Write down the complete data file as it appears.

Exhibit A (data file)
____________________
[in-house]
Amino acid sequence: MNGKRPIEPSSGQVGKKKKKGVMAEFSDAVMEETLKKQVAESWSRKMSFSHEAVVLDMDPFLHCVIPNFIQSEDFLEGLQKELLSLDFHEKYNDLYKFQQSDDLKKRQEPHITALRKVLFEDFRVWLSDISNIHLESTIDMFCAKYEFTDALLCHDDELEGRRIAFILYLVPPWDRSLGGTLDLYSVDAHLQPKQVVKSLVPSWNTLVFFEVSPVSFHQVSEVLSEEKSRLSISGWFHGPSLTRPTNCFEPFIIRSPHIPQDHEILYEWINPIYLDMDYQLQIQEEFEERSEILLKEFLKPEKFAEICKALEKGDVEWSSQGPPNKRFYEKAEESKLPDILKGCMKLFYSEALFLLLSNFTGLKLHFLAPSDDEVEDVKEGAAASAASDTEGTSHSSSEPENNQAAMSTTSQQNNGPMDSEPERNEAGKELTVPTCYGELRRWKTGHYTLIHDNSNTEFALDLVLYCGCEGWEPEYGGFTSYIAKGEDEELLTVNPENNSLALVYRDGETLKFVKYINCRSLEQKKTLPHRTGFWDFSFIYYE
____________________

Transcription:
[in-house]
Amino acid sequence: MNGKRPIEPSSGQVGKKKKKGVMAEFSDAVMEETLKKQVAESWSRKMSFSHEAVVLDMDPFLHCVIPNFIQSEDFLEGLQKELLSLDFHEKYNDLYKFQQSDDLKKRQEPHITALRKVLFEDFRVWLSDISNIHLESTIDMFCAKYEFTDALLCHDDELEGRRIAFILYLVPPWDRSLGGTLDLYSVDAHLQPKQVVKSLVPSWNTLVFFEVSPVSFHQVSEVLSEEKSRLSISGWFHGPSLTRPTNCFEPFIIRSPHIPQDHEILYEWINPIYLDMDYQLQIQEEFEERSEILLKEFLKPEKFAEICKALEKGDVEWSSQGPPNKRFYEKAEESKLPDILKGCMKLFYSEALFLLLSNFTGLKLHFLAPSDDEVEDVKEGAAASAASDTEGTSHSSSEPENNQAAMSTTSQQNNGPMDSEPERNEAGKELTVPTCYGELRRWKTGHYTLIHDNSNTEFALDLVLYCGCEGWEPEYGGFTSYIAKGEDEELLTVNPENNSLALVYRDGETLKFVKYINCRSLEQKKTLPHRTGFWDFSFIYYE